• Faster delivery release cycle
  • Enhanced product quality
  • Reduced costs
  • Greater competitive advantage

These benefits are all intertwined. For example, thanks to greater speed and accuracy, it becomes possible to increase test coverage, and thereby improve product quality.

Learn more about how to deliver your next Salesforce Seasonal Release on time.

3. Challenges of automating Salesforce

Compared to other technologies, Salesforce is particularly difficult to automate.

Salesforce is designed and built in such a way that the interface is easy and simple to navigate, but the underlying software is challenging to access for those wishing to automate it.

Here are some of the reasons why Salesforce is difficult to automate from a technical perspective:

  • Frequent system updates: When Salesforce make changes to the platform, it can impact existing processes.
  • Shadow DOMs: Salesforce uses Shadow DOMs to isolate components. This makes it difficult to identify elements in UI test automation.
  • Heavy DOM structure: Salesforce’s DOM structure is complex and difficult for automation tools to access.
  • Element identifiers are hidden: Salesforce elements are hidden for development purposes, making test automation difficult.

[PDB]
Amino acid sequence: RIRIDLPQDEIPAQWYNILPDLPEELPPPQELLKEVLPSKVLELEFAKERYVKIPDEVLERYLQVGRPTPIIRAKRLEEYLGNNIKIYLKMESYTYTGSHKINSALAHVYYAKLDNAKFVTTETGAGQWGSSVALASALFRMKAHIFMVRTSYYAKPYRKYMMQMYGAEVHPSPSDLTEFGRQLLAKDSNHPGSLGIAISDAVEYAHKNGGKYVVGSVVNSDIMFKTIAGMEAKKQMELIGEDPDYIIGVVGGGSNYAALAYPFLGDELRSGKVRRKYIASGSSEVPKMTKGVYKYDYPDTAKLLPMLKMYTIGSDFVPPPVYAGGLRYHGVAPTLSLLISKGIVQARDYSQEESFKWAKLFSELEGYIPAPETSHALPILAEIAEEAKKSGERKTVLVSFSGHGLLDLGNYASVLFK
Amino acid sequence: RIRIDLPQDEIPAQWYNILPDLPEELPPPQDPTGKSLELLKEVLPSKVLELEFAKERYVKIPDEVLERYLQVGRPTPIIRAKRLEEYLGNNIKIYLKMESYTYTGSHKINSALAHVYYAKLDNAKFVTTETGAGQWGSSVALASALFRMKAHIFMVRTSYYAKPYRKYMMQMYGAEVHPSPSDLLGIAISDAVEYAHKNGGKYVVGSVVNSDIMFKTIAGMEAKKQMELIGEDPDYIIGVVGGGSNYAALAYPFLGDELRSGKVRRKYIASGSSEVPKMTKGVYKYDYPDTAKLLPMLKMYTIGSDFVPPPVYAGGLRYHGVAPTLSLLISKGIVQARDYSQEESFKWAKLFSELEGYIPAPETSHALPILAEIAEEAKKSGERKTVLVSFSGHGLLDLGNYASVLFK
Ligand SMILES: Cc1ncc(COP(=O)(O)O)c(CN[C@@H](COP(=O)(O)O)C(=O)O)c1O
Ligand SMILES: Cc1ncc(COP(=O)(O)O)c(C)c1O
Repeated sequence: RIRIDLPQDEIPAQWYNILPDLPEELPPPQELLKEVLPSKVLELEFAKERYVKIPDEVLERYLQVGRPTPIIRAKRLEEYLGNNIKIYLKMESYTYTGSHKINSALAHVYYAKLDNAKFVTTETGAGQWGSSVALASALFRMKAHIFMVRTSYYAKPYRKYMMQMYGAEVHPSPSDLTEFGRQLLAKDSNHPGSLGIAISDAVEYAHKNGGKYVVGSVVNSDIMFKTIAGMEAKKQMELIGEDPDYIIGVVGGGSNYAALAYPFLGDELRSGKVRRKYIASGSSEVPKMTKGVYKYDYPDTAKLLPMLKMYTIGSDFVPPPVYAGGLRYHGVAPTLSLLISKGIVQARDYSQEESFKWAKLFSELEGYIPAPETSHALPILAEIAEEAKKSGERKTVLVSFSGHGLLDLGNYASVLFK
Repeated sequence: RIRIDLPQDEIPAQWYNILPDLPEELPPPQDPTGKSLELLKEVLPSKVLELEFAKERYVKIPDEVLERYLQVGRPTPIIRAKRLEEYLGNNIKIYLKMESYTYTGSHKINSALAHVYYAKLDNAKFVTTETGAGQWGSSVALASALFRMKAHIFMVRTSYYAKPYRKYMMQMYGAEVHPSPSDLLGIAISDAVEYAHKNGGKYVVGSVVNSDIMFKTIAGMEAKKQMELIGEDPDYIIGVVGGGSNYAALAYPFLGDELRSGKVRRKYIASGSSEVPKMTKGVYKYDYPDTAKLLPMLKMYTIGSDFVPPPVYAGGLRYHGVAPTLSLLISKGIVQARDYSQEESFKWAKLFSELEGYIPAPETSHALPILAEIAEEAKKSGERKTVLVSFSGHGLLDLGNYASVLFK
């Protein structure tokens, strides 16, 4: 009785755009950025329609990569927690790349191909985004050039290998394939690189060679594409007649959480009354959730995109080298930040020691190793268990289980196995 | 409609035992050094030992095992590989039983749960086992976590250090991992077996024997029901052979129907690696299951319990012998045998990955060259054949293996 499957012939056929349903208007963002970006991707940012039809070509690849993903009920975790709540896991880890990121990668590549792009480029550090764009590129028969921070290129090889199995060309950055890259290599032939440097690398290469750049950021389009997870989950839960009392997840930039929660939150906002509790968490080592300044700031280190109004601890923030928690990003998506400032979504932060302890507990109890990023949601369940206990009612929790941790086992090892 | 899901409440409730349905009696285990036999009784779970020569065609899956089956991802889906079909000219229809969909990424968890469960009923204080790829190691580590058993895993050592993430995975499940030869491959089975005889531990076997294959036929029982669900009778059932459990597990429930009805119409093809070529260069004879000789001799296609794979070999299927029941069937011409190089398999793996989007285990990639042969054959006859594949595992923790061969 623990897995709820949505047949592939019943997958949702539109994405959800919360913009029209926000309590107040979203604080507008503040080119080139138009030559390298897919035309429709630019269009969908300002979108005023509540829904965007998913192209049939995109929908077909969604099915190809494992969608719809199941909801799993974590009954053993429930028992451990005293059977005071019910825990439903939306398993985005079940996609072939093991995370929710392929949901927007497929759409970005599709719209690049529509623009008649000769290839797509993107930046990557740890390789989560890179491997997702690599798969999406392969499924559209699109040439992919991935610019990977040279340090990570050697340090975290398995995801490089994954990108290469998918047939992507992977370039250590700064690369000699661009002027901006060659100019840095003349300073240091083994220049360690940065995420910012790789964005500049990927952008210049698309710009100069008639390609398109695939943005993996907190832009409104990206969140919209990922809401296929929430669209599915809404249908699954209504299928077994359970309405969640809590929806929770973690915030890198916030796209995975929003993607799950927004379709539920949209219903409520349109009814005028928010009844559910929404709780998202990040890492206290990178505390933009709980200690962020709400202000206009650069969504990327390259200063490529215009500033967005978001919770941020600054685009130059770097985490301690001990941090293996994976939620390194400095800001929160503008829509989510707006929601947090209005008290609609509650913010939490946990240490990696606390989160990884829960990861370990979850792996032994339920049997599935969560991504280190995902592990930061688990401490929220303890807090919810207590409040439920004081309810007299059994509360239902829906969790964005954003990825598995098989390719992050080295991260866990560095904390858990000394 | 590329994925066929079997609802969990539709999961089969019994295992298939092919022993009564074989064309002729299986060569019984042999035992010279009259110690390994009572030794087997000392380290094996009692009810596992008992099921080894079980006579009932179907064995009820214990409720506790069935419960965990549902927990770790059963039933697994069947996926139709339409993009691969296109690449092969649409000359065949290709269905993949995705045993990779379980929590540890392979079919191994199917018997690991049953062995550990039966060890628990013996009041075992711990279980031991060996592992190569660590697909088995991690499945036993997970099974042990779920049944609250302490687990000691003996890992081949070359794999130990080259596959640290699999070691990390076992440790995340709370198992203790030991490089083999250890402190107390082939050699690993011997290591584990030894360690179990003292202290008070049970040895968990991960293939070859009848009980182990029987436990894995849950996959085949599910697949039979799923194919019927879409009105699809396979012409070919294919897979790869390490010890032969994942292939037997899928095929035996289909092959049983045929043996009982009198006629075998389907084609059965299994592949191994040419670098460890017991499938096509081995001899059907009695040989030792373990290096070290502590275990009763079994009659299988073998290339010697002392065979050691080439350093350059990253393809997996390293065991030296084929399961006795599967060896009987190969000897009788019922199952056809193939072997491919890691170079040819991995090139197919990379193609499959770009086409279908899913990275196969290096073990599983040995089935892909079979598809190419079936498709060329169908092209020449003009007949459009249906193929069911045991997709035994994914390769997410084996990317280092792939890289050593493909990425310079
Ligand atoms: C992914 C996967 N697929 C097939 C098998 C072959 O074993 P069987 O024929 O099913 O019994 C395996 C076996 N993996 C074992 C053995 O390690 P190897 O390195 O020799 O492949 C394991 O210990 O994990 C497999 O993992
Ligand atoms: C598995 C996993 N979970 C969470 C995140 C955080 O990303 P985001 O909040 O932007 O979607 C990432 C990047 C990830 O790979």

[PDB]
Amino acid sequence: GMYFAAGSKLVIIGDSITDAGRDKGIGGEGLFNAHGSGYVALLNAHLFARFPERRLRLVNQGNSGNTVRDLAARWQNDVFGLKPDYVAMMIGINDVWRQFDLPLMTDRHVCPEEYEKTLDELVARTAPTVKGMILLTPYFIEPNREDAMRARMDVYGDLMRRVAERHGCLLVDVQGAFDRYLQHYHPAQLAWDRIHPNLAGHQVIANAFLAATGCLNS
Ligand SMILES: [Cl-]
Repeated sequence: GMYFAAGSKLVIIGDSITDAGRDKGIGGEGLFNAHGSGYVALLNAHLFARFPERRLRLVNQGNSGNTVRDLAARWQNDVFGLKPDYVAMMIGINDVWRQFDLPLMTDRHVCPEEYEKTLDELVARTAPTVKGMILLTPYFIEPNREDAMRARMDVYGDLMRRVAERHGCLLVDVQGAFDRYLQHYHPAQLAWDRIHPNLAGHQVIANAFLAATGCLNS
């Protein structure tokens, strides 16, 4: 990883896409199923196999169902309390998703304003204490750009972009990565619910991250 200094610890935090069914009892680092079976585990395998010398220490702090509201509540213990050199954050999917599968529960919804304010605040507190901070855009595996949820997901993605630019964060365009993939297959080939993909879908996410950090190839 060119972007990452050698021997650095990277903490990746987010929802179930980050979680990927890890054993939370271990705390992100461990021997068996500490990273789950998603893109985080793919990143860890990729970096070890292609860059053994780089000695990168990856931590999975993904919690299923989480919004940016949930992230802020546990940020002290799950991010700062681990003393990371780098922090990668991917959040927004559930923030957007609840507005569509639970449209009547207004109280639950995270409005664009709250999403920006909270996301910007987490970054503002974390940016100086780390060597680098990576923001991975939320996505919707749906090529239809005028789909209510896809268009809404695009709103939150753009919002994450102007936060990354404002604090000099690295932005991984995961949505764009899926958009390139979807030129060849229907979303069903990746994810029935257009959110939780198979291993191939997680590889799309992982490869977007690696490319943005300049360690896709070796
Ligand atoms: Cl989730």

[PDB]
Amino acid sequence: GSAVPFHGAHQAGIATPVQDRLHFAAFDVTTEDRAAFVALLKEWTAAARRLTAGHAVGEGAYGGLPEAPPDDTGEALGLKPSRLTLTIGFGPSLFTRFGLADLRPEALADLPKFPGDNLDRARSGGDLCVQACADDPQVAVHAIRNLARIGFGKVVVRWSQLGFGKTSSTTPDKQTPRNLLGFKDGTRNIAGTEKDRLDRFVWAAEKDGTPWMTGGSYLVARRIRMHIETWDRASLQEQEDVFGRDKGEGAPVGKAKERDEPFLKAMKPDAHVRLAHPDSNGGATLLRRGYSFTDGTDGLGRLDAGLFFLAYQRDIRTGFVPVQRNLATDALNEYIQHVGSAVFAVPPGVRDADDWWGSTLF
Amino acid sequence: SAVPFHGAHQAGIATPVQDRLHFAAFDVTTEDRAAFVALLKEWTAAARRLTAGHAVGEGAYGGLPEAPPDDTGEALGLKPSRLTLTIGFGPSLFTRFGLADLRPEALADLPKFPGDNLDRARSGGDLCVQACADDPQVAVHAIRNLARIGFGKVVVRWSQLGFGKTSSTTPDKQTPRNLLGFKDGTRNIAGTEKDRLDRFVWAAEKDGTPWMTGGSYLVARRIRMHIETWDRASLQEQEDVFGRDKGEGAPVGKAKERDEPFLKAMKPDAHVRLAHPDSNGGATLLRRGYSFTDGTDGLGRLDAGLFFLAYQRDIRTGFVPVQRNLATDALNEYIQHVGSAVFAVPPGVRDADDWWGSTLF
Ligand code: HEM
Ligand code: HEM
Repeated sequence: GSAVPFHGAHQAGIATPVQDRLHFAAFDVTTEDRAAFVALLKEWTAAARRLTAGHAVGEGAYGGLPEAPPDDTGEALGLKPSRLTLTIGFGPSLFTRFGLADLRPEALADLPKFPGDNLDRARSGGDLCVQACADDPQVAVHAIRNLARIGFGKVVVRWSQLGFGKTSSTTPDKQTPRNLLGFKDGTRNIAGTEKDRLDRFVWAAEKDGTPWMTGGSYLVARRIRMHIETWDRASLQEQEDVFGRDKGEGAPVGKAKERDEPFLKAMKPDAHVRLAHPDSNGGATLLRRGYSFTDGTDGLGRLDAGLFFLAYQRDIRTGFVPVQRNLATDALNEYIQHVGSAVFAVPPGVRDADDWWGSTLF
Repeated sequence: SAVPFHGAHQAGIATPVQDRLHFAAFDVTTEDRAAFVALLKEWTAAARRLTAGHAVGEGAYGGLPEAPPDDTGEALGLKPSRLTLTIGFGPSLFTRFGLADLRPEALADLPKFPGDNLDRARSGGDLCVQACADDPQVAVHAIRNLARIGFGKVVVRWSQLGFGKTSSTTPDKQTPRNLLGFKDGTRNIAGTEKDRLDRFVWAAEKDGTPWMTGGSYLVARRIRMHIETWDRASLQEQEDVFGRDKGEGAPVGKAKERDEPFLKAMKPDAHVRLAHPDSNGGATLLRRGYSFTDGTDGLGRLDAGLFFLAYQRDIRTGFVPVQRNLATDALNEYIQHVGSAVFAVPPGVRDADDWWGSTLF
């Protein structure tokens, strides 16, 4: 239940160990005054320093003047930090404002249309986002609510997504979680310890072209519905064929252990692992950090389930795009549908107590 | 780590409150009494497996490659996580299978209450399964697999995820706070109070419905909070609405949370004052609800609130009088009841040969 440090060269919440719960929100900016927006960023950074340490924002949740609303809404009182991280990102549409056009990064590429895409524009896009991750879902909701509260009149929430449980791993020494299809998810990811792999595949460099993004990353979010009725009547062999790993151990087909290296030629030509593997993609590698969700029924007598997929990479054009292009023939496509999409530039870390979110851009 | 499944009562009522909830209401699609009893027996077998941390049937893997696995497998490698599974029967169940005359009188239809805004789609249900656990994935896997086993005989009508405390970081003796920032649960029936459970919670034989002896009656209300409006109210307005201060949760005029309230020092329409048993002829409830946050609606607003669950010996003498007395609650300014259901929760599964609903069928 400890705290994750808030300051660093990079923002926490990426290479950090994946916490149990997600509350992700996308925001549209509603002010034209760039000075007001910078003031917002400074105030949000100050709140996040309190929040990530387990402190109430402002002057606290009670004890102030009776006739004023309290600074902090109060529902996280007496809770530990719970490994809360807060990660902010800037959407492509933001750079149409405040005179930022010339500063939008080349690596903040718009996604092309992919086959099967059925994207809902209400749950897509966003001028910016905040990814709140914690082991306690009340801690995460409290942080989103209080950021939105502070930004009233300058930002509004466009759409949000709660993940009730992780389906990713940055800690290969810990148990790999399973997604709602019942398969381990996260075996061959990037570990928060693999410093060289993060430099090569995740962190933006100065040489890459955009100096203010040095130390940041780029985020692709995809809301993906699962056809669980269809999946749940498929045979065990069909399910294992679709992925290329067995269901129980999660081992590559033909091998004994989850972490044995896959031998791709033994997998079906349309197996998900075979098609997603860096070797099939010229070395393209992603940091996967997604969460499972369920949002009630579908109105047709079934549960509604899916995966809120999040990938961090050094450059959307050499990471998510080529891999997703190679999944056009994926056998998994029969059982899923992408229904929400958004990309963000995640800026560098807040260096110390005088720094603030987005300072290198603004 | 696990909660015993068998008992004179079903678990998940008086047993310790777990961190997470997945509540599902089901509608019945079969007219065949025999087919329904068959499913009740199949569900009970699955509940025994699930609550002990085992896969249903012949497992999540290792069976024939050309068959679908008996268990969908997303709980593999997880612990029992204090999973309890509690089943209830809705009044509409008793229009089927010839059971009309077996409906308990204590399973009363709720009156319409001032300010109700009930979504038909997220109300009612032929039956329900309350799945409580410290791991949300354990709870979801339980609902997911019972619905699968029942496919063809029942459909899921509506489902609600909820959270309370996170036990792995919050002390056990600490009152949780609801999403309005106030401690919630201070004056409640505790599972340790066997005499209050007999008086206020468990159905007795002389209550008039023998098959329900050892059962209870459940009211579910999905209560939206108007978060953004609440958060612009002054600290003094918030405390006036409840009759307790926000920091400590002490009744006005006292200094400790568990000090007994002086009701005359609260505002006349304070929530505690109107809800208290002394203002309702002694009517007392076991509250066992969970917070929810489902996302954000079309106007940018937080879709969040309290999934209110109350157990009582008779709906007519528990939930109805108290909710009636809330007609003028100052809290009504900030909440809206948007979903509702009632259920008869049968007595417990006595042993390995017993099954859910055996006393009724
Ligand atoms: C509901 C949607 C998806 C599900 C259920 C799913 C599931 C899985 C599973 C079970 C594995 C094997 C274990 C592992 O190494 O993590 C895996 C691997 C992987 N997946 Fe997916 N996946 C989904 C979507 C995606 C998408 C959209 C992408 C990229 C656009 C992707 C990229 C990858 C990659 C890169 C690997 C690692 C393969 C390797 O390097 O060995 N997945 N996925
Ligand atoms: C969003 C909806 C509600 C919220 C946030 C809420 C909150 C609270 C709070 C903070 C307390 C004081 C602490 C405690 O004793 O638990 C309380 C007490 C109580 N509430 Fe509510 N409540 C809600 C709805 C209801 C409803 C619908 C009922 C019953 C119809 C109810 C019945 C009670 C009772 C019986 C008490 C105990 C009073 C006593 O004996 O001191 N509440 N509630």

• Dynamic elements: You need an element locator strategy to automate Salesforce, as elements change frequently.
  • Iframes: Salesforce Iframes are difficult to identify because the UI automation tool needs to identify the elements under the frame.

Continue reading: Salesforce test automation: How to overcome common challenges

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4. How to automate Salesforce

To automate Salesforce tests, you will need either a framework or a test automation tool suitable for Salesforce.

Code-based frameworks

When starting out with automation, many choose to build their own automation frameworks or to use existing, free, open-source frameworks. There are pros and cons to these approaches. 

Building your own framework means you can tailor it to the business’ exact needs. The downside is that it requires developer resources and it can easily take 6-12 months before you have a stable framework up-and-running. Businesses that succeed with this still see that, down the line, such frameworks are difficult to maintain, and are incredibly resource-heavy, even with dedicated Centers of Excellence in charge.

To save time, pre-built and pre-verified frameworks can be used. Frameworks like Selenium test automation are free and open-source. The downside of these frameworks is their inflexibility. Selenium, for example, only automates web applications, which is a problem for businesses wishing to automate across web, desktop, virtual or legacy software. Typically, pre-built frameworks are built with one purpose in mind, and rarely contribute to anything beyond that.

Selenium for Salesforce testing?

In the search for the best automation tool to automate Salesforce, many consider Selenium. 

Selenium might seem like an obvious first choice, because it’s built for web applications (Salesforce is a web application) and because it’s free.